There's a perception held by many on the pro-independence left that the SNP have tied themselves too readily to continuity EU membership. But what are the alternatives? Marty Smith, co-founder of Autonomy, a new “grassroots movement for SNP activists to campaign against European Union membership for an independent Scotland”, sets out their ideas...
On March 13 last year, Nicola Sturgeon stood in front of a crowded room of journalists at Bute House and declared she'd be seeking the authority of the Scottish Parliament to move towards holding a second referendum on independence. The First Minister emphasised that the UK Government was failing to compromise over Brexit proposals that didn't represent the views of the 62% of Scottish citizens who voted to ‘Remain’ members of the European Union.
The SNP hierarchy's belief was that this could be the catalyst to gain increased support for Scottish independence and that the EU referendum result in Scotland constituted the perpetually alluded to “material change of circumstances” needed for a second Scottish independence referendum to be granted. What Nicola Sturgeon didn't factor into this decision was her own party's silent voters and their views on the EU.
In the fallout of the EU referendum, the National Centre for Social Research identified that 36% of SNP supporters had voted to ‘Leave’, the same percentage as that of the Labour Party led by Jeremy Corbyn, who was vilified by the Remain camp for his inability to mobilise their membership toward keeping the UK within the EU. Nicola Sturgeon was not disparaged to the same extent and instead went on the offensive, citing the democratic deficit between Scotland and the rest of the UK. But as the results of the referendum were analysed extensively by researchers across the country, some stark conclusions were drawn.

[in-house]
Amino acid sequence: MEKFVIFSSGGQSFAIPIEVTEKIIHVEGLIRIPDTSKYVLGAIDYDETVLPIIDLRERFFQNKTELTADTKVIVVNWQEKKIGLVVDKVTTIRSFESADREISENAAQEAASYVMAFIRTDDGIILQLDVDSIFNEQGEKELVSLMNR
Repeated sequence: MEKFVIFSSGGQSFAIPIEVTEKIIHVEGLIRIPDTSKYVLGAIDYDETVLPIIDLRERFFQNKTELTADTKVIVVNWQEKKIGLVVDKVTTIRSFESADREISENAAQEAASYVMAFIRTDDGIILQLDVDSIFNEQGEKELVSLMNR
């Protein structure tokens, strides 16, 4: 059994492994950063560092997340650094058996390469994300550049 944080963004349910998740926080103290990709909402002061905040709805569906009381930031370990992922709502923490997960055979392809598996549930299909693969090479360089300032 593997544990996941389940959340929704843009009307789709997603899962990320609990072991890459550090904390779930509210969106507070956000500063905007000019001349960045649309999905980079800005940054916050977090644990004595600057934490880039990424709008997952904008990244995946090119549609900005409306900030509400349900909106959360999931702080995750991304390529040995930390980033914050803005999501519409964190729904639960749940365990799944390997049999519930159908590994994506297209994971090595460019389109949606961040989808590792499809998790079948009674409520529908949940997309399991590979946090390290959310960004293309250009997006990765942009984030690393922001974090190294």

Professor John Curtice of Strathclyde University identified that whilst all of Scotland’s 32 constituency areas favoured the Remain vote, the data revealed that Leave enjoyed more localised success, particularly among communities where fishing was the chief source of employment (Banff and Buchan 61%, Whalsay and South Unst 81%). Professor Curtice told CommonSpace: “It is not surprising to see these regions vote how they did, even in the traditional SNP strongholds in the north-east.” He added: “There is a divide among nationalists over the EU, with as many as one in three favouring Leave”.
He argued these results served as a warning to Scotland’s pro-independence campaigners. “Trying to tag a second referendum off the back of Brexit alone is unlikely to work,” he added. “There is not enough evidence that a sufficient number of people in Scotland are upset enough by the outcome to change their vote.”
As the debate around of the results of EU referendum progressed, prominent party representatives such as Alex Neil, SNP MSP for Airdrie and Shotts, acknowledged that he himself had fundamental concerns about the current direction of the EU and had voted to Leave. Mr Neil went on to further suggest he'd been approached by other elected representatives in the party who held the same views as he did.
This didn't impede the SNP top table's vision – Sturgeon continued to espouse pro-EU rhetoric in numerous debates regarding the EU Withdrawal Bill, identifying the UK Government as engaging in a “power grab” of devolved issues. A fervently pro-EU speech by party's MEP Alyn Smith and subsequent pamphlets about ‘Scotland’s Place in Europe’ regarding the perceived positives of full EU membership only further mobilised the Eurosceptic element of the party.